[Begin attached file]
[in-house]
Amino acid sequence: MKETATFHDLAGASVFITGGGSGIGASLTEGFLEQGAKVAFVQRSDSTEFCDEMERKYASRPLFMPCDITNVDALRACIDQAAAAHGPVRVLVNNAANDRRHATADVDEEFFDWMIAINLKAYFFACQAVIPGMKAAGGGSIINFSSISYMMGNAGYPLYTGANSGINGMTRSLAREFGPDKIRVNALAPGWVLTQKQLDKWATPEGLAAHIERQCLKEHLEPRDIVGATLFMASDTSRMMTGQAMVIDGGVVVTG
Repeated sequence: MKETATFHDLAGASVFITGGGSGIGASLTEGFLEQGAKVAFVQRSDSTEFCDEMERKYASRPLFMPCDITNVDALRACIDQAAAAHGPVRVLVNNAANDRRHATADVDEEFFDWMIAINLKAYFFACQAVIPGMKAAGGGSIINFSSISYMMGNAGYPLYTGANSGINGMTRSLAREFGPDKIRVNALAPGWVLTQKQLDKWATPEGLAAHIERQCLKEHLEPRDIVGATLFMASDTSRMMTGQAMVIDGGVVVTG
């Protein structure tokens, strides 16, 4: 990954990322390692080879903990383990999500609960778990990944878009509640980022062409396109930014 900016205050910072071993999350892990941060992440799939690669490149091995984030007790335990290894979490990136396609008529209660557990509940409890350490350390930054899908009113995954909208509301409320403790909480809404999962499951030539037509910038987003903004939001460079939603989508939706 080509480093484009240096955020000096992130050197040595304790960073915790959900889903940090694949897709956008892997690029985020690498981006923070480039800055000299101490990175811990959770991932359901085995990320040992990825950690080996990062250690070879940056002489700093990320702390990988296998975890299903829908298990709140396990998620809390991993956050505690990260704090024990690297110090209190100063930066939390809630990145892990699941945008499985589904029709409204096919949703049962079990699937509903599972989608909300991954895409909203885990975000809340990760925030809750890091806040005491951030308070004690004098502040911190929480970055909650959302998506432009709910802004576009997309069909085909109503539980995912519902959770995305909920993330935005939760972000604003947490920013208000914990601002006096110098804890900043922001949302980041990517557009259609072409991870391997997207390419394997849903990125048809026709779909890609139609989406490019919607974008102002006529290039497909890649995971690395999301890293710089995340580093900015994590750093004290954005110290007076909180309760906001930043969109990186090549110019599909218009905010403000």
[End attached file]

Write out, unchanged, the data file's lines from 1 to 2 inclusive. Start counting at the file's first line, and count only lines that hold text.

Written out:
[in-house]
Amino acid sequence: MKETATFHDLAGASVFITGGGSGIGASLTEGFLEQGAKVAFVQRSDSTEFCDEMERKYASRPLFMPCDITNVDALRACIDQAAAAHGPVRVLVNNAANDRRHATADVDEEFFDWMIAINLKAYFFACQAVIPGMKAAGGGSIINFSSISYMMGNAGYPLYTGANSGINGMTRSLAREFGPDKIRVNALAPGWVLTQKQLDKWATPEGLAAHIERQCLKEHLEPRDIVGATLFMASDTSRMMTGQAMVIDGGVVVTG